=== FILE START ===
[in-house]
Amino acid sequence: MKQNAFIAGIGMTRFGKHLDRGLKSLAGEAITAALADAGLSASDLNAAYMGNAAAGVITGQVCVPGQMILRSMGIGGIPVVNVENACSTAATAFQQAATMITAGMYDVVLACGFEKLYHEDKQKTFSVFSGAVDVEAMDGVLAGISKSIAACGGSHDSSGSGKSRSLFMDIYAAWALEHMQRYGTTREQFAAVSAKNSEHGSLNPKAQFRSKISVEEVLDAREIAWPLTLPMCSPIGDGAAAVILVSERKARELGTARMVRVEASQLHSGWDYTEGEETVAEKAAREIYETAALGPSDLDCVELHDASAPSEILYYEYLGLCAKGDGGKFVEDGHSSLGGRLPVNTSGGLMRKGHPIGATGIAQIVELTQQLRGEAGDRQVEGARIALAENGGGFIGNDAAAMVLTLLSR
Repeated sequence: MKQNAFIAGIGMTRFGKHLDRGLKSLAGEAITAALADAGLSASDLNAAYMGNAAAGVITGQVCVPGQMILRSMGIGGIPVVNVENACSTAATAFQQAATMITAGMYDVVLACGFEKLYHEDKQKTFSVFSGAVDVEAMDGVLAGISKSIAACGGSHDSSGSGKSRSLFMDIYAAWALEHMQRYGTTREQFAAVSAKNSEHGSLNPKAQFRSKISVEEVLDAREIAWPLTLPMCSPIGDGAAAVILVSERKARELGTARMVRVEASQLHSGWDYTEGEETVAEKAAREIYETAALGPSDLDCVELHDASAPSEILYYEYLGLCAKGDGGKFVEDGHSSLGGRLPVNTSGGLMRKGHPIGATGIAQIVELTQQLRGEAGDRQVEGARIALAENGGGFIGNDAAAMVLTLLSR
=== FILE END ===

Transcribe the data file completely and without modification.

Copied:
[in-house]
Amino acid sequence: MKQNAFIAGIGMTRFGKHLDRGLKSLAGEAITAALADAGLSASDLNAAYMGNAAAGVITGQVCVPGQMILRSMGIGGIPVVNVENACSTAATAFQQAATMITAGMYDVVLACGFEKLYHEDKQKTFSVFSGAVDVEAMDGVLAGISKSIAACGGSHDSSGSGKSRSLFMDIYAAWALEHMQRYGTTREQFAAVSAKNSEHGSLNPKAQFRSKISVEEVLDAREIAWPLTLPMCSPIGDGAAAVILVSERKARELGTARMVRVEASQLHSGWDYTEGEETVAEKAAREIYETAALGPSDLDCVELHDASAPSEILYYEYLGLCAKGDGGKFVEDGHSSLGGRLPVNTSGGLMRKGHPIGATGIAQIVELTQQLRGEAGDRQVEGARIALAENGGGFIGNDAAAMVLTLLSR
Repeated sequence: MKQNAFIAGIGMTRFGKHLDRGLKSLAGEAITAALADAGLSASDLNAAYMGNAAAGVITGQVCVPGQMILRSMGIGGIPVVNVENACSTAATAFQQAATMITAGMYDVVLACGFEKLYHEDKQKTFSVFSGAVDVEAMDGVLAGISKSIAACGGSHDSSGSGKSRSLFMDIYAAWALEHMQRYGTTREQFAAVSAKNSEHGSLNPKAQFRSKISVEEVLDAREIAWPLTLPMCSPIGDGAAAVILVSERKARELGTARMVRVEASQLHSGWDYTEGEETVAEKAAREIYETAALGPSDLDCVELHDASAPSEILYYEYLGLCAKGDGGKFVEDGHSSLGGRLPVNTSGGLMRKGHPIGATGIAQIVELTQQLRGEAGDRQVEGARIALAENGGGFIGNDAAAMVLTLLSR